Sunday, October 2, 2011

What's cookin'

Yesterday I bought over $200 worth of food. The week before, we ate out for every single meal, spent over $500. It goes like that, sometimes I feel completely sick of my kitchen, tired, worked late or whatever and thinking of what to make is torture and then I realize how fun and simple it can be to cook at home.

I get busy, like everyone. We have those nights, around 5 p.m. when I have no idea what we are going to eat and that's when a call to Thai Ku comes in. It's hard because not only is it expensive to live like that but it's bad for you. Believe me, I worked in catering for years and if something needed something... it was usually butter. I can neither afford that in the bank or anywhere else.

I went to the store, actually two. Okay, 3. But only because they are close and I had a couple hours to myself. First the produce stand. I buy all the fruit and veggies that are IN season and looking good. Next up Safeway. This is where I get staples... last stop Trader Joe's. This is where I buy my meat and cheese, cereal and snack food. You know, fruit in a tube. It's nasty but try getting your kid to eat an entire apple in the 3 minutes they have for lunch... doesn't happen. It's either coming home (sliming the lunchbox) or it gets thrown out. Either way, money in the trash. I put 1 fruit and 2 veg in every lunch. It's my thing. I am the queen of lunchboxes. I pack a mean lunch.

Anyway, so that's the deal. It doesn't have to happen at 3 stores. I could probably skip one, but I actually enjoy them all. Last night I planned, roughly, what we were going to eat this week. I am a little spontaneous. I try to allow myself to be inspired by something, so I roughly plan for the meals, allowing myself freedom to change what we eat.

I roasted parsnips, carrots, red potatoes and beets, cooled them, chopped them and put them in the fridge. I used walnut oil and salt with some dried rosemary. The beets I made a little foil pouch, oil, salt and some thyme. 350-375 oven for about 30 minutes. You don't want to burn them but you want them to be completely cooked through, "fork tender".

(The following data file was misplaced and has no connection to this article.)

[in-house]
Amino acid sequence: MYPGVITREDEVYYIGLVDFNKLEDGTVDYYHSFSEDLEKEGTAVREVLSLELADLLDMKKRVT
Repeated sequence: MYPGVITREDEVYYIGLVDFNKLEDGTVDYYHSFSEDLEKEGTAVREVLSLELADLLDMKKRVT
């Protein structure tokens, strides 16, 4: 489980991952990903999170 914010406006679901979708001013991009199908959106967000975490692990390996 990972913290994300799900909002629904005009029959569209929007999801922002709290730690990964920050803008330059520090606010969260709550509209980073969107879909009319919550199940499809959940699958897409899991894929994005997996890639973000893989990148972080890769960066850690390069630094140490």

I bought a rotisserie chicken (these rule, graphic but they rule) and took all the meat off. Well most of it. After awhile I just get grossed out, chickens have SO many bones, when I'm done. I'm done.
I put all the meat in a container and throw "Marcus the Carcass" in a big pot. Tossed in a carrot, giant sprigs of rosemary, salt, onion, garlic and boiled it, covered, for an hour. Drained it into a tall pitcher (too dangerous to put in a giant bowl in the fridge, it WILL spill) and officially through out the remains.

Then I was on such a roll, I brown some ground turkey with cumin and salt. I added garlic, basil and tomatoes. Poof! Red sauce.  I have everything for chicken noodle soup. Today I boiled some egg noodles and kept them separate. I put some mushrooms in a hot pan, added two cloves of minced garlic, through in the root veg I had roasted, some fresh thyme and the chicken. Added my homemade stock, 2t of veg soup base (I love the Better than Bouillon brand) and viola! Lunch/dinner/linner, whatever.